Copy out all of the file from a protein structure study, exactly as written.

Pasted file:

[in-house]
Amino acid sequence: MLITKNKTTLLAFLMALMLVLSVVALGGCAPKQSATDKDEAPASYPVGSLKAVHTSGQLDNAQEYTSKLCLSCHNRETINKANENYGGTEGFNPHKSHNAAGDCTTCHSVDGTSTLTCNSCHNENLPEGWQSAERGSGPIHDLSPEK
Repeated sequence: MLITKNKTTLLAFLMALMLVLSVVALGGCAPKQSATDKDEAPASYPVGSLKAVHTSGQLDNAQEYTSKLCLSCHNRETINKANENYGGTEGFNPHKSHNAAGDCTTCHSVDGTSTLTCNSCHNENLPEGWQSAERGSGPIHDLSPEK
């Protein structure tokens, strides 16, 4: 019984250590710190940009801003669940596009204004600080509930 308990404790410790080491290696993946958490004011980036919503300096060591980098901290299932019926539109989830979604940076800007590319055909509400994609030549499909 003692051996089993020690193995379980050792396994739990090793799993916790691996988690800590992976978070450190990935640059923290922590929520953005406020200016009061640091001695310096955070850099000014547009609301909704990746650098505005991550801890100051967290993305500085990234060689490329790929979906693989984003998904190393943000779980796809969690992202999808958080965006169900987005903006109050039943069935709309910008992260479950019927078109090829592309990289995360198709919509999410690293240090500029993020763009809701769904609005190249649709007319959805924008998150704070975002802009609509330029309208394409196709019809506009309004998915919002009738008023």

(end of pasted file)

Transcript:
[in-house]
Amino acid sequence: MLITKNKTTLLAFLMALMLVLSVVALGGCAPKQSATDKDEAPASYPVGSLKAVHTSGQLDNAQEYTSKLCLSCHNRETINKANENYGGTEGFNPHKSHNAAGDCTTCHSVDGTSTLTCNSCHNENLPEGWQSAERGSGPIHDLSPEK
Repeated sequence: MLITKNKTTLLAFLMALMLVLSVVALGGCAPKQSATDKDEAPASYPVGSLKAVHTSGQLDNAQEYTSKLCLSCHNRETINKANENYGGTEGFNPHKSHNAAGDCTTCHSVDGTSTLTCNSCHNENLPEGWQSAERGSGPIHDLSPEK
């Protein structure tokens, strides 16, 4: 019984250590710190940009801003669940596009204004600080509930 308990404790410790080491290696993946958490004011980036919503300096060591980098901290299932019926539109989830979604940076800007590319055909509400994609030549499909 003692051996089993020690193995379980050792396994739990090793799993916790691996988690800590992976978070450190990935640059923290922590929520953005406020200016009061640091001695310096955070850099000014547009609301909704990746650098505005991550801890100051967290993305500085990234060689490329790929979906693989984003998904190393943000779980796809969690992202999808958080965006169900987005903006109050039943069935709309910008992260479950019927078109090829592309990289995360198709919509999410690293240090500029993020763009809701769904609005190249649709007319959805924008998150704070975002802009609509330029309208394409196709019809506009309004998915919002009738008023």